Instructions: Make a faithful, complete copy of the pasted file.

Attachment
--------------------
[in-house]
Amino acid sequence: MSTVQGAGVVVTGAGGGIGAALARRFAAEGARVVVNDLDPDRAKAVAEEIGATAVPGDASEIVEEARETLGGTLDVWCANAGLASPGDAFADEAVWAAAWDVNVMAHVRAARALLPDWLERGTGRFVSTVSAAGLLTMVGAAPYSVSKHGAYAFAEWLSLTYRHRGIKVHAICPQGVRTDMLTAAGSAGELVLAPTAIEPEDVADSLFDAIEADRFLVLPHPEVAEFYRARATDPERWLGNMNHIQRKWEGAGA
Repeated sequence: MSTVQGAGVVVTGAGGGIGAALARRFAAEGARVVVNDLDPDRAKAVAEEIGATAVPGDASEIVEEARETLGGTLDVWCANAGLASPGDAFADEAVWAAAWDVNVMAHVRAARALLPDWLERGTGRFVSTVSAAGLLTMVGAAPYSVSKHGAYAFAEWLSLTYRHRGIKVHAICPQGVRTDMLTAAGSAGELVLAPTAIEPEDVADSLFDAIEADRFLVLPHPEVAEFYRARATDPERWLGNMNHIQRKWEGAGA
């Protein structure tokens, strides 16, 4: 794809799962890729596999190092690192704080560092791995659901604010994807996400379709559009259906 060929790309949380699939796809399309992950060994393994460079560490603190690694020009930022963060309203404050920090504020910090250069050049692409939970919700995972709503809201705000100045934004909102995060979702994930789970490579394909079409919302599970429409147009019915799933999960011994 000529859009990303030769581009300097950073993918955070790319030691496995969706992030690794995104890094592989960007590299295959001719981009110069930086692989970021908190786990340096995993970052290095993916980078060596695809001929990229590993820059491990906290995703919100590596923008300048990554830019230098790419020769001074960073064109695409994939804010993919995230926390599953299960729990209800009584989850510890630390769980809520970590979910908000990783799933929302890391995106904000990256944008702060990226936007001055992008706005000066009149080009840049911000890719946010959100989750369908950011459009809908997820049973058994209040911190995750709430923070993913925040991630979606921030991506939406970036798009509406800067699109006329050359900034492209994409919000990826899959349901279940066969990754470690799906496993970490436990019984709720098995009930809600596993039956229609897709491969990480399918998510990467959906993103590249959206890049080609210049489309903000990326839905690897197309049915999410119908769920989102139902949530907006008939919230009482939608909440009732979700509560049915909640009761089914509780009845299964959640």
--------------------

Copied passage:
[in-house]
Amino acid sequence: MSTVQGAGVVVTGAGGGIGAALARRFAAEGARVVVNDLDPDRAKAVAEEIGATAVPGDASEIVEEARETLGGTLDVWCANAGLASPGDAFADEAVWAAAWDVNVMAHVRAARALLPDWLERGTGRFVSTVSAAGLLTMVGAAPYSVSKHGAYAFAEWLSLTYRHRGIKVHAICPQGVRTDMLTAAGSAGELVLAPTAIEPEDVADSLFDAIEADRFLVLPHPEVAEFYRARATDPERWLGNMNHIQRKWEGAGA
Repeated sequence: MSTVQGAGVVVTGAGGGIGAALARRFAAEGARVVVNDLDPDRAKAVAEEIGATAVPGDASEIVEEARETLGGTLDVWCANAGLASPGDAFADEAVWAAAWDVNVMAHVRAARALLPDWLERGTGRFVSTVSAAGLLTMVGAAPYSVSKHGAYAFAEWLSLTYRHRGIKVHAICPQGVRTDMLTAAGSAGELVLAPTAIEPEDVADSLFDAIEADRFLVLPHPEVAEFYRARATDPERWLGNMNHIQRKWEGAGA
């Protein structure tokens, strides 16, 4: 794809799962890729596999190092690192704080560092791995659901604010994807996400379709559009259906 060929790309949380699939796809399309992950060994393994460079560490603190690694020009930022963060309203404050920090504020910090250069050049692409939970919700995972709503809201705000100045934004909102995060979702994930789970490579394909079409919302599970429409147009019915799933999960011994 000529859009990303030769581009300097950073993918955070790319030691496995969706992030690794995104890094592989960007590299295959001719981009110069930086692989970021908190786990340096995993970052290095993916980078060596695809001929990229590993820059491990906290995703919100590596923008300048990554830019230098790419020769001074960073064109695409994939804010993919995230926390599953299960729990209800009584989850510890630390769980809520970590979910908000990783799933929302890391995106904000990256944008702060990226936007001055992008706005000066009149080009840049911000890719946010959100989750369908950011459009809908997820049973058994209040911190995750709430923070993913925040991630979606921030991506939406970036798009509406800067699109006329050359900034492209994409919000990826899959349901279940066969990754470690799906496993970490436990019984709720098995009930809600596993039956229609897709491969990480399918998510990467959906993103590249959206890049080609210049489309903000990326839905690897197309049915999410119908769920989102139902949530907006008939919230009482939608909440009732979700509560049915909640009761089914509780009845299964959640």